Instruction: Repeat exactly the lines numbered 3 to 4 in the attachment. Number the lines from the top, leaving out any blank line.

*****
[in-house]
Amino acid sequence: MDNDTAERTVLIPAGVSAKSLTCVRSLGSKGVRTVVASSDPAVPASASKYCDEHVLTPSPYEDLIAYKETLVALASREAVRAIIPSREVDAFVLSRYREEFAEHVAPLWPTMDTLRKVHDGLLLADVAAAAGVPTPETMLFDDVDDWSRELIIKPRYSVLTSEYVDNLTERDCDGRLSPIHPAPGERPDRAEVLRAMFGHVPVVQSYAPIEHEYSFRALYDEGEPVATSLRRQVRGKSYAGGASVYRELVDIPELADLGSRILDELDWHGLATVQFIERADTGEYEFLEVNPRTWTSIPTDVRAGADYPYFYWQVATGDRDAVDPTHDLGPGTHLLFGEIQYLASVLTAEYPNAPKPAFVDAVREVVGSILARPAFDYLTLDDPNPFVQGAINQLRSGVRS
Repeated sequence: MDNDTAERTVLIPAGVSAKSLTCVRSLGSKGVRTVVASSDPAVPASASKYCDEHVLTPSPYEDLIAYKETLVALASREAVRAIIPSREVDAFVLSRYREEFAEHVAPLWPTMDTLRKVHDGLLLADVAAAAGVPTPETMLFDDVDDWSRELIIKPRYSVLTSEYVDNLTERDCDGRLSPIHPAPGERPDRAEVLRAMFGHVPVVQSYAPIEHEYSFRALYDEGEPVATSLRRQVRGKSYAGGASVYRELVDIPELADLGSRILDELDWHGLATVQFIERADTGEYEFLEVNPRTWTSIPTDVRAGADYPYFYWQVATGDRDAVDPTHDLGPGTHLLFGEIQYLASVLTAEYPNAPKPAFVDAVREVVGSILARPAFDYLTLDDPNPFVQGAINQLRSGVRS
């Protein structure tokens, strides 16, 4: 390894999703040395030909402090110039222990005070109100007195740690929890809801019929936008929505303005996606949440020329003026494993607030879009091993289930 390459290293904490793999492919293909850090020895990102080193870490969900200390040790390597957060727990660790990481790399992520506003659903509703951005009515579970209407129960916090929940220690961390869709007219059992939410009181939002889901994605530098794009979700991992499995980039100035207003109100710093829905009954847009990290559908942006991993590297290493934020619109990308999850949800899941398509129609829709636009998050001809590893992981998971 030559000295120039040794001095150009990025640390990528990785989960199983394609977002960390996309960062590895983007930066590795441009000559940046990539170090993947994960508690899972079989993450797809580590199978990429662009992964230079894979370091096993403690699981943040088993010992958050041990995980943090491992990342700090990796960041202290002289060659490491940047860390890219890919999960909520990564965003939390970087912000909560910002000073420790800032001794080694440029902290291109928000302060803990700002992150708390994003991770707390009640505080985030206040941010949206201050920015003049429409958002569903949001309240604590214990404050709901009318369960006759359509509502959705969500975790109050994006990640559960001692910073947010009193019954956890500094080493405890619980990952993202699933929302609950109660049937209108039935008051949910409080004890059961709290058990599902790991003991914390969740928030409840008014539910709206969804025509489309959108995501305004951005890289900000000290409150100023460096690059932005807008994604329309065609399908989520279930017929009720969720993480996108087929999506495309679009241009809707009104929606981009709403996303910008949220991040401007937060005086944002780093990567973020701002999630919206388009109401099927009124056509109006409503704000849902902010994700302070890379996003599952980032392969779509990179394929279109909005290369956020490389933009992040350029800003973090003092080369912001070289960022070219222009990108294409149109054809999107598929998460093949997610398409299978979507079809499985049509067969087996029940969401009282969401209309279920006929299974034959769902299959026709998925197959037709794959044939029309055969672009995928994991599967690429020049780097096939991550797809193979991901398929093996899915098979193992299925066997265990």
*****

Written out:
Repeated sequence: MDNDTAERTVLIPAGVSAKSLTCVRSLGSKGVRTVVASSDPAVPASASKYCDEHVLTPSPYEDLIAYKETLVALASREAVRAIIPSREVDAFVLSRYREEFAEHVAPLWPTMDTLRKVHDGLLLADVAAAAGVPTPETMLFDDVDDWSRELIIKPRYSVLTSEYVDNLTERDCDGRLSPIHPAPGERPDRAEVLRAMFGHVPVVQSYAPIEHEYSFRALYDEGEPVATSLRRQVRGKSYAGGASVYRELVDIPELADLGSRILDELDWHGLATVQFIERADTGEYEFLEVNPRTWTSIPTDVRAGADYPYFYWQVATGDRDAVDPTHDLGPGTHLLFGEIQYLASVLTAEYPNAPKPAFVDAVREVVGSILARPAFDYLTLDDPNPFVQGAINQLRSGVRS
């Protein structure tokens, strides 16, 4: 390894999703040395030909402090110039222990005070109100007195740690929890809801019929936008929505303005996606949440020329003026494993607030879009091993289930 390459290293904490793999492919293909850090020895990102080193870490969900200390040790390597957060727990660790990481790399992520506003659903509703951005009515579970209407129960916090929940220690961390869709007219059992939410009181939002889901994605530098794009979700991992499995980039100035207003109100710093829905009954847009990290559908942006991993590297290493934020619109990308999850949800899941398509129609829709636009998050001809590893992981998971 030559000295120039040794001095150009990025640390990528990785989960199983394609977002960390996309960062590895983007930066590795441009000559940046990539170090993947994960508690899972079989993450797809580590199978990429662009992964230079894979370091096993403690699981943040088993010992958050041990995980943090491992990342700090990796960041202290002289060659490491940047860390890219890919999960909520990564965003939390970087912000909560910002000073420790800032001794080694440029902290291109928000302060803990700002992150708390994003991770707390009640505080985030206040941010949206201050920015003049429409958002569903949001309240604590214990404050709901009318369960006759359509509502959705969500975790109050994006990640559960001692910073947010009193019954956890500094080493405890619980990952993202699933929302609950109660049937209108039935008051949910409080004890059961709290058990599902790991003991914390969740928030409840008014539910709206969804025509489309959108995501305004951005890289900000000290409150100023460096690059932005807008994604329309065609399908989520279930017929009720969720993480996108087929999506495309679009241009809707009104929606981009709403996303910008949220991040401007937060005086944002780093990567973020701002999630919206388009109401099927009124056509109006409503704000849902902010994700302070890379996003599952980032392969779509990179394929279109909005290369956020490389933009992040350029800003973090003092080369912001070289960022070219222009990108294409149109054809999107598929998460093949997610398409299978979507079809499985049509067969087996029940969401009282969401209309279920006929299974034959769902299959026709998925197959037709794959044939029309055969672009995928994991599967690429020049780097096939991550797809193979991901398929093996899915098979193992299925066997265990």